What is 2FA?
Two-factor authentication (2FA) is a specific type of multi-factor authentication (MFA) that strengthens access security by requiring two methods (also referred to as authentication factors) to verify your identity. These factors can include something you know – like a username and password – plus something you have – like a smartphone app – to approve authentication requests.
Why is 2FA Important?
Two-factor authentication (2FA) is the foundational element of a zero trust security model. In order to protect sensitive data, you must verify that the users trying to access that data are who they say they are. 2FA is an effective way to protect against many security threats that target user passwords and accounts, such as phishing, brute-force attacks, credential exploitation and more.
Let’s say you use a username and password to complete primary authentication to an application. That information is sent over the Internet (your primary network). You’ll want to use a different (out-of-band) channel to complete your second factor. Approving a push notification sent over your mobile network is an example of out-of-band authentication.
So why does it matter? If a remote attacker is able to tap into your computer via your Internet connection, they can steal your password, and your second form of authentication — if both are delivered over the same channel.
Without your physical device, remote attackers can’t pretend to be you in order to gain unauthorized access to corporate networks, cloud storage, financial information, etc. stored in applications.
By integrating two-factor authentication with your applications, attackers are unable to access your accounts without possessing your physical device needed to complete the second factor.
What Threats Does 2FA Address?
The need for two-factor authentication has increased as companies, governments, and the public realize that passwords alone are not secure enough to protect user accounts in the current technical landscape. In fact, the average cost of data breaches today is over two trillion dollars annually. While 2FA protects against a multitude of threats, the most common threats include:
A traditional password can be used by anybody who gets their hands on it. If a user writes down their password on a pad of paper, for example, that password can be stolen to gain access to an account. 2FA, by contrast, validates the user with a second device after a password is entered.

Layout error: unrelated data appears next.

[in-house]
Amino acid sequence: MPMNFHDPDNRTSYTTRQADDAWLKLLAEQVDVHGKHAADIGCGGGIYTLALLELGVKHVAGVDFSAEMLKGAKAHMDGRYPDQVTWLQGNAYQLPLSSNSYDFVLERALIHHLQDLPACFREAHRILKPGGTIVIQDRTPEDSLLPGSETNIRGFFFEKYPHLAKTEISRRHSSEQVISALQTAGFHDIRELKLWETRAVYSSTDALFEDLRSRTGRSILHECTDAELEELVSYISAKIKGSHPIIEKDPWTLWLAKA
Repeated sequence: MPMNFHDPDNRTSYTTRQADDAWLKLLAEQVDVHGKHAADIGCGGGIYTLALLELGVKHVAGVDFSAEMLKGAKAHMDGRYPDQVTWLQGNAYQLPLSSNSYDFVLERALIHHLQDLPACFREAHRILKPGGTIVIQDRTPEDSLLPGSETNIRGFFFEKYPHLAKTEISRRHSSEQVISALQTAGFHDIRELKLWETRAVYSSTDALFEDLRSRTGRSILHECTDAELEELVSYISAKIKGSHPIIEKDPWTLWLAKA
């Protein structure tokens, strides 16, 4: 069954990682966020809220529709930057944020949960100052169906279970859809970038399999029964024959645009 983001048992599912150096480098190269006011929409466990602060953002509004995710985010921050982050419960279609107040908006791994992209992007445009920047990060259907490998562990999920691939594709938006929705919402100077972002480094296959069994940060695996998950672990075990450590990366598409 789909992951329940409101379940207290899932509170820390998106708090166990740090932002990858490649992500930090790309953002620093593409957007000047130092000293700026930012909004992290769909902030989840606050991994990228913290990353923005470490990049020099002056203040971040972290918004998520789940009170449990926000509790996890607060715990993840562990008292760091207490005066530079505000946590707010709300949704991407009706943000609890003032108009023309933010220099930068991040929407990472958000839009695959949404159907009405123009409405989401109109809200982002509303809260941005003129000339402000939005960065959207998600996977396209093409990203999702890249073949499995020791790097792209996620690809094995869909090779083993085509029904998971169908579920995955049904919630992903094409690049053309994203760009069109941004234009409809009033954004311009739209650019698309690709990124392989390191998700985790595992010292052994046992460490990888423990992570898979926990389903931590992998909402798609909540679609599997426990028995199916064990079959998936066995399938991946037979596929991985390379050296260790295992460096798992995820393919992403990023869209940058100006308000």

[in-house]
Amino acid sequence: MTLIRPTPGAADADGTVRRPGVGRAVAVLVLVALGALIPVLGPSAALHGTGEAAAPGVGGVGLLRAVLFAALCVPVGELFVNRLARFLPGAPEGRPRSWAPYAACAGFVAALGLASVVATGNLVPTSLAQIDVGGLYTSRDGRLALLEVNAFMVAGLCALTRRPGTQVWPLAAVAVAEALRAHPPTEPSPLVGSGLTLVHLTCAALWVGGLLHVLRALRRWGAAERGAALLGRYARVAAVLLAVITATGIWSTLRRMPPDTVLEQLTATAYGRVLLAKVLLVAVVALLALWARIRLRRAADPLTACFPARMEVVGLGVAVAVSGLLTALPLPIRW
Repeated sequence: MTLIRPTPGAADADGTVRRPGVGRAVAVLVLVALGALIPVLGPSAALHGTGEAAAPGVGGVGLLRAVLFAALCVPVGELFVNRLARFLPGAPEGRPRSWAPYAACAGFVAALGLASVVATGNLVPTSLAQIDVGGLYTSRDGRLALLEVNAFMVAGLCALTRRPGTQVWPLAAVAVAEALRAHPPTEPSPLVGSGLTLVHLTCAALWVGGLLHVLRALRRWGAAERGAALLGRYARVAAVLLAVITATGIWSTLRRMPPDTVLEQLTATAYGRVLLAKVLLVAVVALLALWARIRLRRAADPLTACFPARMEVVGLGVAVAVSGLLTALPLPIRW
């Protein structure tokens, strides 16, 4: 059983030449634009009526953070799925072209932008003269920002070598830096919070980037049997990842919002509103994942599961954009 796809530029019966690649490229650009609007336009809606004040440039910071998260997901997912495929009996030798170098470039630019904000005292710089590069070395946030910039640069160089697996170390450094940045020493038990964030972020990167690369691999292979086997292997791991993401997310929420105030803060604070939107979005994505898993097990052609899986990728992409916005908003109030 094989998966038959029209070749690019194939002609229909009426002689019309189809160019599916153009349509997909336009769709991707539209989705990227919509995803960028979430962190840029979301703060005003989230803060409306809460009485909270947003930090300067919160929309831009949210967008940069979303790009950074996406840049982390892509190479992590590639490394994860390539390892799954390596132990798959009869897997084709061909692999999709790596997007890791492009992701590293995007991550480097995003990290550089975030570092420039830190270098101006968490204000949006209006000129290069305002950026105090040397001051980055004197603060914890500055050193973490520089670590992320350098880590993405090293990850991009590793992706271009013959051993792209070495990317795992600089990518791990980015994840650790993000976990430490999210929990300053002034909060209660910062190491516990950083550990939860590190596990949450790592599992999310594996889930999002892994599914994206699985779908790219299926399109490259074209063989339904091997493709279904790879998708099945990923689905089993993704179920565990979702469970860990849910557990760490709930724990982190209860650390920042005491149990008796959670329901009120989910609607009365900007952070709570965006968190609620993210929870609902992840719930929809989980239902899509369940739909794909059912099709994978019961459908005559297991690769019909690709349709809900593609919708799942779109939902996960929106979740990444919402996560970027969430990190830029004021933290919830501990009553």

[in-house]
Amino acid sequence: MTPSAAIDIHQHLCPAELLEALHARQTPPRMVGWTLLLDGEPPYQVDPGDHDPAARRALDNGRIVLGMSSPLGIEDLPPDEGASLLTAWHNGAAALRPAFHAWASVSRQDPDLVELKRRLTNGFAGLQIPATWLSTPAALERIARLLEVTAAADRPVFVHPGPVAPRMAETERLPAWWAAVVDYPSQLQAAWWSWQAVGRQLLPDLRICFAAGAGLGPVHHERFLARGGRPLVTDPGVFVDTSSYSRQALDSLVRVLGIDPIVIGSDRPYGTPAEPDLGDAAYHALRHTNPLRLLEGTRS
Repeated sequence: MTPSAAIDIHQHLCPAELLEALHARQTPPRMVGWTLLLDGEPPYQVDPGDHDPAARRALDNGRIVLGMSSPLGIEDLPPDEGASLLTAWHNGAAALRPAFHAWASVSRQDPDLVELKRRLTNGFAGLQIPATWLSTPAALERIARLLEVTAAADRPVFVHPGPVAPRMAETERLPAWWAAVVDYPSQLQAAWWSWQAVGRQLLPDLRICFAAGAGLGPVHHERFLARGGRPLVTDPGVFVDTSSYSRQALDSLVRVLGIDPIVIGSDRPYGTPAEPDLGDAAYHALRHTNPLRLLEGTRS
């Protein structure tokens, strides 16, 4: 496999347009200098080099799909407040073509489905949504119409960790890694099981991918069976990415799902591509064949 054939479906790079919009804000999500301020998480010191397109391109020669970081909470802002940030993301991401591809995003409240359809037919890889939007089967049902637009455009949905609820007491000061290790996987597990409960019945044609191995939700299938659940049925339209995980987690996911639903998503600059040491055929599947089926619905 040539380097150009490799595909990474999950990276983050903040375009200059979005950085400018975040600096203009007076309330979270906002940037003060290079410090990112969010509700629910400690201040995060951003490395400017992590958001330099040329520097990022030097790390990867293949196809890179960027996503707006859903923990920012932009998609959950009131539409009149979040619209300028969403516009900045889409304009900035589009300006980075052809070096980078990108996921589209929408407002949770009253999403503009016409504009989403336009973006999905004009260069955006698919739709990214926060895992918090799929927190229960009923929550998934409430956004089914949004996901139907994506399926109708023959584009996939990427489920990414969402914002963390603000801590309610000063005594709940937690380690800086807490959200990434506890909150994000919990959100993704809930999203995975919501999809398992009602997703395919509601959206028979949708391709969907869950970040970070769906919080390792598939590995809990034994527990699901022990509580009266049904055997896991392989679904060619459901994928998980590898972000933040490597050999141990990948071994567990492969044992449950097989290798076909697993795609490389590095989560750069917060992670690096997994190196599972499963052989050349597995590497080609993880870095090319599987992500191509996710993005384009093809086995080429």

Hackers will often send emails that include links to malicious websites designed to either infect a user’s computer or convince them to enter their passwords. Once obtained, a password can be used by whoever manages the hacking attempt. 2FA fights phishing by adding a second layer of validation after the password has been entered.
Hackers will often simply manipulate users into giving up their passwords. By posing as an IT professional at the user’s company, they can earn the trust of the user before asking for login credentials. 2FA protects against this by validating the location and IP of every login attempt after a password has been entered.
In a brute-force attack, a hacker randomly generates passwords for a specific computer until they land on the correct sequence. 2FA’s second layer of protection requires a login attempt to be validated before granting access.
Even if a user hasn’t written down their password, hackers can use malware to track and copy a user’s password as they type. Hackers track every keystroke and store the password to be used later. The second layer of validation in 2FA lets a user ensure that the login attempt is their own, even if their password has been compromised.
Frequently Asked Questions About 2FA
Who uses 2FA?
Two factor authentication is used across many industries that require user authentication and device trust, beyond usernames and passwords. 2FA technology is often championed by an organization’s security team, Chief Information Security Officer, or information technology team, but it affects departments throughout the business. Below is a list of the top five industries where 2FA is a crucial information security strategy:
Healthcare: Due to the incredibly sensitive personally identifiable information protected by hospitals and other healthcare organizations, two factor authentication is commonly used to secure user accounts (doctors, patients, administrative staff).